A year ago, right now, we were standing in the hot summer Colorado sun, standing and posing and laughing and trying to jump in the air while not landing badly on three inch silver heels (and yes, I managed to still trip in them, but at least it wasn’t while walking down the aisle). We were in the midst of this good day that God had made, our hair neatly curled and our makeup spotless, and when you walked outside in that dress I knew no one had ever looked that beautiful before.
You have always been the one to go first, the one with braces first and a car first, the one who got to be in a marching band and the one who went to school dances and proms. I remember sneaking into your room when you weren’t around during your senior year of high school and trying on the dress from your junior prom. Do you remember it – you’d gotten it from Filene’s, I think, and I had seen you come out of the dressing room and I had thought, no one was as beautiful. I never had a prom; but I remember sitting in the cramped auditorium seats that year to watch you walk across the stage – the Grand March, they called it – my face eager for just a glimpse of you.
And I remember the time that Mom and Dad traveled away, and the boys went with them – to England, I think – and it was just you and me at home. You picked me up from school and we ate dinner together at the kitchen table and then went to Starbucks (something we wish we could do more than we do now), and I told you about the boy I liked, and you smiled at me and told me to wait and see, that God would bring the best thing at the right time. You told me that boys are complicated. You told me that hearts hurt but that they also heal. I still think about that now.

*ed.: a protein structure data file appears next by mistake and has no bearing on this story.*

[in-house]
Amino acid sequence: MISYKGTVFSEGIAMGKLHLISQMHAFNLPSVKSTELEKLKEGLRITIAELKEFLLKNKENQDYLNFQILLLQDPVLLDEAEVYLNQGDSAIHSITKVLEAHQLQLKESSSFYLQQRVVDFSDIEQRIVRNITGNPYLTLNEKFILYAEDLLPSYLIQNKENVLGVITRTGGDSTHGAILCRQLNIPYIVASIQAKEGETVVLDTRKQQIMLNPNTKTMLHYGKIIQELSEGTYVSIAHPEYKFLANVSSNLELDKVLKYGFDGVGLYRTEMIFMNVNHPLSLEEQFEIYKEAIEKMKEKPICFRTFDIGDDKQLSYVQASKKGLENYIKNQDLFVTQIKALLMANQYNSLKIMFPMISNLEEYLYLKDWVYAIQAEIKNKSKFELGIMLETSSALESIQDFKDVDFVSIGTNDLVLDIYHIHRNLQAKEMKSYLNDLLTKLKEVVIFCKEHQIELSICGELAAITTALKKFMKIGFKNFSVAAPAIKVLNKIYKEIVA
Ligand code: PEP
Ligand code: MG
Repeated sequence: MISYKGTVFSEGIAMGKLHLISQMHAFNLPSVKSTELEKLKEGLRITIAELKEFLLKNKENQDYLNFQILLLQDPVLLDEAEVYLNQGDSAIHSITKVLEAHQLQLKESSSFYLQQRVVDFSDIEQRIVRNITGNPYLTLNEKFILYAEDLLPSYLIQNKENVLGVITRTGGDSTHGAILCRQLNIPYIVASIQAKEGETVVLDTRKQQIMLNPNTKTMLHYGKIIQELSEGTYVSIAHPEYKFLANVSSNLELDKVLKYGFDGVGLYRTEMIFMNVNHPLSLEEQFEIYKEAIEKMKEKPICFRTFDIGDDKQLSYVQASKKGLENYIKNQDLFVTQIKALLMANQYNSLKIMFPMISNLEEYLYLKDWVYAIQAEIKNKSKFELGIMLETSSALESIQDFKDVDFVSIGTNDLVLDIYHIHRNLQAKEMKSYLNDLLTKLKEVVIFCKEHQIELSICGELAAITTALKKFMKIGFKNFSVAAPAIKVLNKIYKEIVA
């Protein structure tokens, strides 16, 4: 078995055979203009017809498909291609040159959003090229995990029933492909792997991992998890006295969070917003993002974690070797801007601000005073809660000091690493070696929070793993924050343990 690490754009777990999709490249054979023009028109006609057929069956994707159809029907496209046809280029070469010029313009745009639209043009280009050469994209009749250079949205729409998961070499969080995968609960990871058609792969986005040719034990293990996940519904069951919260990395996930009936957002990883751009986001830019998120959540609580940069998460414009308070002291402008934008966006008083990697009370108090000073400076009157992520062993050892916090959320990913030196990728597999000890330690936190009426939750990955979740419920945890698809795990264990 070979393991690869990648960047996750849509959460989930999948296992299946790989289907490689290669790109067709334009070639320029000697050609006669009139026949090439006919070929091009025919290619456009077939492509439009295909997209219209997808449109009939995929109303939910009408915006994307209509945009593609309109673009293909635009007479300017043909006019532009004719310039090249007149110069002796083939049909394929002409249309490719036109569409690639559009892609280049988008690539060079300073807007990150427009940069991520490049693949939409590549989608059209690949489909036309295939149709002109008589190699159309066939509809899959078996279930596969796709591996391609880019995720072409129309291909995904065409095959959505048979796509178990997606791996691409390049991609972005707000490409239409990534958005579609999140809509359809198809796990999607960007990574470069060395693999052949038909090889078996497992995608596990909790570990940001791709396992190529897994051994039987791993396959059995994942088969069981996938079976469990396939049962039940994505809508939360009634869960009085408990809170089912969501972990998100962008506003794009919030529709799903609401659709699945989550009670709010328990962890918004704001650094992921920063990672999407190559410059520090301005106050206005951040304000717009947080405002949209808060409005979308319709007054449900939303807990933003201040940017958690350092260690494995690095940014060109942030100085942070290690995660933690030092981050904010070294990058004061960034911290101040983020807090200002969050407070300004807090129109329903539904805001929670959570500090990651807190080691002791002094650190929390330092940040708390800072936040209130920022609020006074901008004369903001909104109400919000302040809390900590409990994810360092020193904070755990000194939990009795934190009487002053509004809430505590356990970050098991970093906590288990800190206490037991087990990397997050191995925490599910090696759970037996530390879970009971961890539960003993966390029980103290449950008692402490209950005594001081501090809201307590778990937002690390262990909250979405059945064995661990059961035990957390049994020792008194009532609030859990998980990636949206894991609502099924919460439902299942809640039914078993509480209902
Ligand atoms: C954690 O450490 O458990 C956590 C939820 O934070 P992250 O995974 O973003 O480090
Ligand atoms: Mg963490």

And then I remember, smiling and laughing as I write this, that phone call when he proposed, and it was midnight our time but I waited up for you. We crowded in the hallway just by the linen closet between my room and our parents’, and we could all hear how your joy spilled over the phone line and time change, how surprised you were, how good it was. I carry that memory with me, too, and I can remember the feel of the floorboards creaking as I paced back and forth, listening to the story, overwhelmed and overjoyed.
And then last year, when I walked down the aisle before you, when I turned, finally at my place, and saw you and Dad walking together, I thought then, too, that no one was as beautiful as you were. And then you married the man whose heart is wide and honest and faithful. You married the man who makes you laugh and smile quiet, the man who builds a home with you and prays with you and loves you.
One year ago, we were in the middle of your wedding day, silver shoes and a blue dress, and I carry those memories with me as I sit in a Starbucks in Texas, while the afternoon rolls on and the sky outside is the same blue as that Colorado sky.
You teach me the way of love is a long journey, a daily obeying, a moment by moment cherishing. You teach me that there is more to it than high school boys and the Friday nights without someone to take us to the movies. You teach me that it is built in the ordinary, in the every day, in all the small things that turn beautiful in their time.
You were the most beautiful bride I have ever seen, one year ago –
but you are more beautiful now,
and every year forward, because you keep teaching us to love. Because you keep loving.